Kaia Kater's 'Strange Medicine' Is a Healing Epic

BY Stephan BoissonneaultPublished May 15, 2024


Back in 2018, Kaia Kater's third album Grenades sent a ripple through the folk and roots music world, earning her Polaris and Juno nominations and helping to reinvigorate the mesmerizing quality of banjo-focused music. The album was raw and stripped back, employing a more traditional western folk style for Kater to sing about her Caribbean heritage and her father's struggles as a young political refugee.

Now, six years later, Kater is back with Strange Medicine, which feels more like a cinematic odyssey than a straight folk album. The songs on Strange Medicine are fully realized, featuring strings, melancholic horns, R&B synth work, frenetic jazz drumming and of course, some expert banjo playing from Kater. Kater's vocals also feel more carefully considered this time around, sometimes recorded intimately enough to sound like she's whispering to you in a darkened, single-chair room.

The album begins on a strong note with "The Witch," a classic Kater tune informed by real history and somewhat rewritten as an ode to female empowerment. The story is inspired by the Salem Witch Trials, specifically the first Black woman literally branded as a witch — in Kater's version, she escapes and exacts revenge on her enemies.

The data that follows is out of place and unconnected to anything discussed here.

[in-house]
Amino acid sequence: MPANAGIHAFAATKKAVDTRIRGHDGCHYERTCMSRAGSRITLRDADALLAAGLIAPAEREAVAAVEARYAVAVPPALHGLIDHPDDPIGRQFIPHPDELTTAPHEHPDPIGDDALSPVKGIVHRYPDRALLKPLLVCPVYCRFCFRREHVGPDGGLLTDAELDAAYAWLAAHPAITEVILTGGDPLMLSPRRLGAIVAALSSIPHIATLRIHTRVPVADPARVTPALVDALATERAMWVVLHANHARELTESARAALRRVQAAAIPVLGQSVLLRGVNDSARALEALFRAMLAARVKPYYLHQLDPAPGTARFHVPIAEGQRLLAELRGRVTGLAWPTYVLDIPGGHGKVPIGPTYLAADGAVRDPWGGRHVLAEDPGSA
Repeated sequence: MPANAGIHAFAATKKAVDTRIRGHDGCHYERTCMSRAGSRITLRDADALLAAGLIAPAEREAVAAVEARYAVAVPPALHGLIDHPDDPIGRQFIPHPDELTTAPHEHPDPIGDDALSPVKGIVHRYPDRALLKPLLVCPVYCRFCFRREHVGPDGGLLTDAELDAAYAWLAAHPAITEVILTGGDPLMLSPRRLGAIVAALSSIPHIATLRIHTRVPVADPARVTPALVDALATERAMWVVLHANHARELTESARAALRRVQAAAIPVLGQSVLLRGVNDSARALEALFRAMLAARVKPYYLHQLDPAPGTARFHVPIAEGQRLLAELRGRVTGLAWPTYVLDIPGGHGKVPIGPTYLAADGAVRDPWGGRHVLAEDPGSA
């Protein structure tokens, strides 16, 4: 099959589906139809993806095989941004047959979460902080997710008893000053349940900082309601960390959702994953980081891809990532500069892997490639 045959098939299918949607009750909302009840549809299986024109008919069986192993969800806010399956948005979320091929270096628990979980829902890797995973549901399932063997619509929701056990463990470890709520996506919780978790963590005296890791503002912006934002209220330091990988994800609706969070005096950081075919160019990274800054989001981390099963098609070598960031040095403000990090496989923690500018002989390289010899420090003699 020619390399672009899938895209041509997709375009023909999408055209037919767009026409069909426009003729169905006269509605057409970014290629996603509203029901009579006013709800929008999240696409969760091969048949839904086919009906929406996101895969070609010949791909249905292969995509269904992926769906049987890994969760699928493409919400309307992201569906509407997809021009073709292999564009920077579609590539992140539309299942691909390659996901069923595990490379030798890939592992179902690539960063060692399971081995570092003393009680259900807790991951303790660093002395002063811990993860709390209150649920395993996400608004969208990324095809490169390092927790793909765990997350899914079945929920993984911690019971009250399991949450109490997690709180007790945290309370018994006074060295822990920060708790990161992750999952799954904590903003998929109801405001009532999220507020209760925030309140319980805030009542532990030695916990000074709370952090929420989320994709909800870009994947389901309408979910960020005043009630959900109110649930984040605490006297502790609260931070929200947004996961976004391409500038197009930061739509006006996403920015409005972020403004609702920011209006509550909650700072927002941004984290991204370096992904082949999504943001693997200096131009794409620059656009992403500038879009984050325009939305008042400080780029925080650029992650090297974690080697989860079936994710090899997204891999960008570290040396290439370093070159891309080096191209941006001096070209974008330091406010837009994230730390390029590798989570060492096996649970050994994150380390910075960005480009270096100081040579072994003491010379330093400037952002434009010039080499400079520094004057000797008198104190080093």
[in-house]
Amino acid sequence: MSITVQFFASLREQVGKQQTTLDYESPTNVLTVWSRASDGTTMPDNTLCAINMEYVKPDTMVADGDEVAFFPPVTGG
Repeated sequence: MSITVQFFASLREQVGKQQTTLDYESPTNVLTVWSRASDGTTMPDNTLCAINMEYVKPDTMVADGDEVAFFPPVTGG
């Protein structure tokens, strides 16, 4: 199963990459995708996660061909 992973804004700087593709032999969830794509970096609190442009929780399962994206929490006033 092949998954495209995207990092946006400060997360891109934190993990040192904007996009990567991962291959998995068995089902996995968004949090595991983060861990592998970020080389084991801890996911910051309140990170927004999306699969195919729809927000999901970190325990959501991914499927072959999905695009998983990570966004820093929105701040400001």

The banjo becomes the star of the show during "Maker Taker," a hand-plucked journey that features minimal, wistful horn waves, leaning fully into the free-form, crestfallen jazz Kater is now working in. These horns make another appearance during "Mechanics of the Mind" and "Fedon." The latter might be the heaviest-hitting track on Strange Medicine, about Grenadian revolutionary Julien Fédon, who paved the way for revolt against the Britis. It features backup vocals by American blues legend Taj Mahal, an intergenerational vocal collaboration that's one of the more captivating surprises on Strange Medicine.

Kater and co-producer Joe Grass created little universes in these songs — It shouldn't be surprising to learn that Kater is now composing for film and television, as the music on Strange Medicine feels like the grand soundtrack for an as-yet unwritten film of epic historical proportions. 


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